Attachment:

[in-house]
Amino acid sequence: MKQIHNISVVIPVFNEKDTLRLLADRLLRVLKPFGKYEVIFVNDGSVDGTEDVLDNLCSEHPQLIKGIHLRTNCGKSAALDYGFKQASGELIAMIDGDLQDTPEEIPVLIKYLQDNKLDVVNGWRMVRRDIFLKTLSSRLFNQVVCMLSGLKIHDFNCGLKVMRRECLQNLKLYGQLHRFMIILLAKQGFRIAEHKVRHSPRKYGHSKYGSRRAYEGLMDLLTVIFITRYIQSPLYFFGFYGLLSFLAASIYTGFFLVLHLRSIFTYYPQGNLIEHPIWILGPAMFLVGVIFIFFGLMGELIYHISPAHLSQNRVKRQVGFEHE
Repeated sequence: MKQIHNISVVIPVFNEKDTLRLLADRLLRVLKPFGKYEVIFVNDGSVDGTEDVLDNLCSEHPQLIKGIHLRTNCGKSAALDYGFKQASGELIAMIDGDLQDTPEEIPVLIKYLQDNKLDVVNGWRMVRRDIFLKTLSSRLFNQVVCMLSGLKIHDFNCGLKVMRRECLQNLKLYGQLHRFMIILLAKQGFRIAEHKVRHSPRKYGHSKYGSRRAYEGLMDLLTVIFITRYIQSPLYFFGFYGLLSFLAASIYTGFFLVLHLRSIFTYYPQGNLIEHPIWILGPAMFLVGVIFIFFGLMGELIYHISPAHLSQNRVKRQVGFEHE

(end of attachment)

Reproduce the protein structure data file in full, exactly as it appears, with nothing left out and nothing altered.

[in-house]
Amino acid sequence: MKQIHNISVVIPVFNEKDTLRLLADRLLRVLKPFGKYEVIFVNDGSVDGTEDVLDNLCSEHPQLIKGIHLRTNCGKSAALDYGFKQASGELIAMIDGDLQDTPEEIPVLIKYLQDNKLDVVNGWRMVRRDIFLKTLSSRLFNQVVCMLSGLKIHDFNCGLKVMRRECLQNLKLYGQLHRFMIILLAKQGFRIAEHKVRHSPRKYGHSKYGSRRAYEGLMDLLTVIFITRYIQSPLYFFGFYGLLSFLAASIYTGFFLVLHLRSIFTYYPQGNLIEHPIWILGPAMFLVGVIFIFFGLMGELIYHISPAHLSQNRVKRQVGFEHE
Repeated sequence: MKQIHNISVVIPVFNEKDTLRLLADRLLRVLKPFGKYEVIFVNDGSVDGTEDVLDNLCSEHPQLIKGIHLRTNCGKSAALDYGFKQASGELIAMIDGDLQDTPEEIPVLIKYLQDNKLDVVNGWRMVRRDIFLKTLSSRLFNQVVCMLSGLKIHDFNCGLKVMRRECLQNLKLYGQLHRFMIILLAKQGFRIAEHKVRHSPRKYGHSKYGSRRAYEGLMDLLTVIFITRYIQSPLYFFGFYGLLSFLAASIYTGFFLVLHLRSIFTYYPQGNLIEHPIWILGPAMFLVGVIFIFFGLMGELIYHISPAHLSQNRVKRQVGFEHE